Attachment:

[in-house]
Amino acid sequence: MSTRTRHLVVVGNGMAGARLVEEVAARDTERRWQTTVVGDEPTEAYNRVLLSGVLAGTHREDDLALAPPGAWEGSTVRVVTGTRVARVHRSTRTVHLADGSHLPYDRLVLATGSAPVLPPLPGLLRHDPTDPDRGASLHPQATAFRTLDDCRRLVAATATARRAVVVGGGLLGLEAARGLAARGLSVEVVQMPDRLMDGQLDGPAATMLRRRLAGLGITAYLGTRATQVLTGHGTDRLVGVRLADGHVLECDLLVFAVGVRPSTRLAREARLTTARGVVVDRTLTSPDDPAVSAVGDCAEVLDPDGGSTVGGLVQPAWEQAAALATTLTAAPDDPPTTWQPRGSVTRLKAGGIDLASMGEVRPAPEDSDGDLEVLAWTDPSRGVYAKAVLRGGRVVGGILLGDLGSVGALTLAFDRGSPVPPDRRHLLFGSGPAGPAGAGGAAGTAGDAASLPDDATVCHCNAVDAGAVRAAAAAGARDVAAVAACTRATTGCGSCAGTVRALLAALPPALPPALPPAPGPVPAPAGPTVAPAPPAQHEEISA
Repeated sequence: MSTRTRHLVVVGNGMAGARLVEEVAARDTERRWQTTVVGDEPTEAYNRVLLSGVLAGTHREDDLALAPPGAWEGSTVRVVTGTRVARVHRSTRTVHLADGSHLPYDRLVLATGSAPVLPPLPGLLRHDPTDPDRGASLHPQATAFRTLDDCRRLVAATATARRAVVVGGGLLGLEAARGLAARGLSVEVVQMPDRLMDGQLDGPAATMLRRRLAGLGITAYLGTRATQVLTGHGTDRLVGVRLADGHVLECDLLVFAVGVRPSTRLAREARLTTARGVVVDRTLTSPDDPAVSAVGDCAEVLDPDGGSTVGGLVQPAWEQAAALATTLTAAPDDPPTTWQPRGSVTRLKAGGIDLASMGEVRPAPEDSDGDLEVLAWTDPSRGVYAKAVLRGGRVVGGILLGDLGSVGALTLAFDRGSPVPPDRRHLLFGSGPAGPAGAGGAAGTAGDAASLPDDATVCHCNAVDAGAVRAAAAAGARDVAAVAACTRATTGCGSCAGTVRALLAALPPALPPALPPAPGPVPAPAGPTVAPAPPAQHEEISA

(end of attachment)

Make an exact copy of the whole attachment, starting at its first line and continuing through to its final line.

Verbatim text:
[in-house]
Amino acid sequence: MSTRTRHLVVVGNGMAGARLVEEVAARDTERRWQTTVVGDEPTEAYNRVLLSGVLAGTHREDDLALAPPGAWEGSTVRVVTGTRVARVHRSTRTVHLADGSHLPYDRLVLATGSAPVLPPLPGLLRHDPTDPDRGASLHPQATAFRTLDDCRRLVAATATARRAVVVGGGLLGLEAARGLAARGLSVEVVQMPDRLMDGQLDGPAATMLRRRLAGLGITAYLGTRATQVLTGHGTDRLVGVRLADGHVLECDLLVFAVGVRPSTRLAREARLTTARGVVVDRTLTSPDDPAVSAVGDCAEVLDPDGGSTVGGLVQPAWEQAAALATTLTAAPDDPPTTWQPRGSVTRLKAGGIDLASMGEVRPAPEDSDGDLEVLAWTDPSRGVYAKAVLRGGRVVGGILLGDLGSVGALTLAFDRGSPVPPDRRHLLFGSGPAGPAGAGGAAGTAGDAASLPDDATVCHCNAVDAGAVRAAAAAGARDVAAVAACTRATTGCGSCAGTVRALLAALPPALPPALPPAPGPVPAPAGPTVAPAPPAQHEEISA
Repeated sequence: MSTRTRHLVVVGNGMAGARLVEEVAARDTERRWQTTVVGDEPTEAYNRVLLSGVLAGTHREDDLALAPPGAWEGSTVRVVTGTRVARVHRSTRTVHLADGSHLPYDRLVLATGSAPVLPPLPGLLRHDPTDPDRGASLHPQATAFRTLDDCRRLVAATATARRAVVVGGGLLGLEAARGLAARGLSVEVVQMPDRLMDGQLDGPAATMLRRRLAGLGITAYLGTRATQVLTGHGTDRLVGVRLADGHVLECDLLVFAVGVRPSTRLAREARLTTARGVVVDRTLTSPDDPAVSAVGDCAEVLDPDGGSTVGGLVQPAWEQAAALATTLTAAPDDPPTTWQPRGSVTRLKAGGIDLASMGEVRPAPEDSDGDLEVLAWTDPSRGVYAKAVLRGGRVVGGILLGDLGSVGALTLAFDRGSPVPPDRRHLLFGSGPAGPAGAGGAAGTAGDAASLPDDATVCHCNAVDAGAVRAAAAAGARDVAAVAACTRATTGCGSCAGTVRALLAALPPALPPALPPAPGPVPAPAGPTVAPAPPAQHEEISA